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People often make light of how little sleep they get; an over-worked, over-tired condition has become the norm for many. But a good night's sleep is not just a novelty, it's a necessity. The effects of fatigue are far-reaching and can have an adverse impact on all areas of our lives.
Our bodies are programmed to be tired at night and alert during the day, but work often requires us to
override those natural sleep patterns. More than 43% of workers are sleep-deprived, and those most at risk work the night shift, long shifts or irregular shifts. Following are a few facts for employers:
We wouldn't allow a friend to drive drunk, but we rarely take the keys away from our tired friends or insist that they take a nap before heading out on the road.
is impaired driving. NSC has gathered research that shows:
Adults need an average of seven to nine hours of sleep each night, but 30% report averaging less than six hours, according to the National Health Interview Survey. Sleep is a vital factor in overall health.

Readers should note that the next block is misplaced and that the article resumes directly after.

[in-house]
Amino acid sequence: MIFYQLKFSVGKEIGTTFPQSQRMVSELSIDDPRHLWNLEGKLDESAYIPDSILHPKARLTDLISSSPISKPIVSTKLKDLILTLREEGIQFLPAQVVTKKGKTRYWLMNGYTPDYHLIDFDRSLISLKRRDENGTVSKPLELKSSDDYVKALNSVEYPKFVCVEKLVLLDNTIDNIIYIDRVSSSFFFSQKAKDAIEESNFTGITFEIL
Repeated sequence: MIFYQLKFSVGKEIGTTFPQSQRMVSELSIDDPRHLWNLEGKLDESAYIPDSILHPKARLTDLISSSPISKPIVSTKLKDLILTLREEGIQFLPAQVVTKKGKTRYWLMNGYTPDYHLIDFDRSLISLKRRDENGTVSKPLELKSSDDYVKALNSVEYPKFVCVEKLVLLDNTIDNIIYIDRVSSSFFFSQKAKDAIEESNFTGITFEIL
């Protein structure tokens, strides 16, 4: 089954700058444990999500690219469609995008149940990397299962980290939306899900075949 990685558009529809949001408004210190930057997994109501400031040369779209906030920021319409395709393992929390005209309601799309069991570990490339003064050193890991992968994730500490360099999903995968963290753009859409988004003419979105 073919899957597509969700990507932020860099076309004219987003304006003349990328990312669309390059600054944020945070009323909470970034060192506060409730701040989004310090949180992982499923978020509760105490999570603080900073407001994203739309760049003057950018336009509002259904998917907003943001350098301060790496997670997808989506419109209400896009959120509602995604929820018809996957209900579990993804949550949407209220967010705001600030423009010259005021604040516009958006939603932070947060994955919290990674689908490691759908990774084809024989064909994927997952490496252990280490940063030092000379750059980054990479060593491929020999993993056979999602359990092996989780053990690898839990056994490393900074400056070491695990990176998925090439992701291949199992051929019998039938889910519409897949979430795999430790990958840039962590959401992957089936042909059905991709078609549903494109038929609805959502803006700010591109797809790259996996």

Americans receive little education on the importance of sleep, sleep disorders and the consequences of fatigue, but
industry leaders recently have been drawing attention to this issue. Employers, too, are in an ideal position to educate employees on how to avoid fatigue-related safety incidents.
Change begins with the individual. The National Safety Council supports science-based fatigue risk management systems in the workplace and recently convened a panel of experts to explore fatigue and its effect on occupational safety. We look forward to sharing the results of this discussion.
How much is fatigue costing your workplace? Get a tailored estimate with this tool developed by NSC and Brigham Health Sleep Matters Initiative.
More than 16% of fatal crashes involve a drowsy driver. More than one in three workers report being fatigued. Watch to learn more.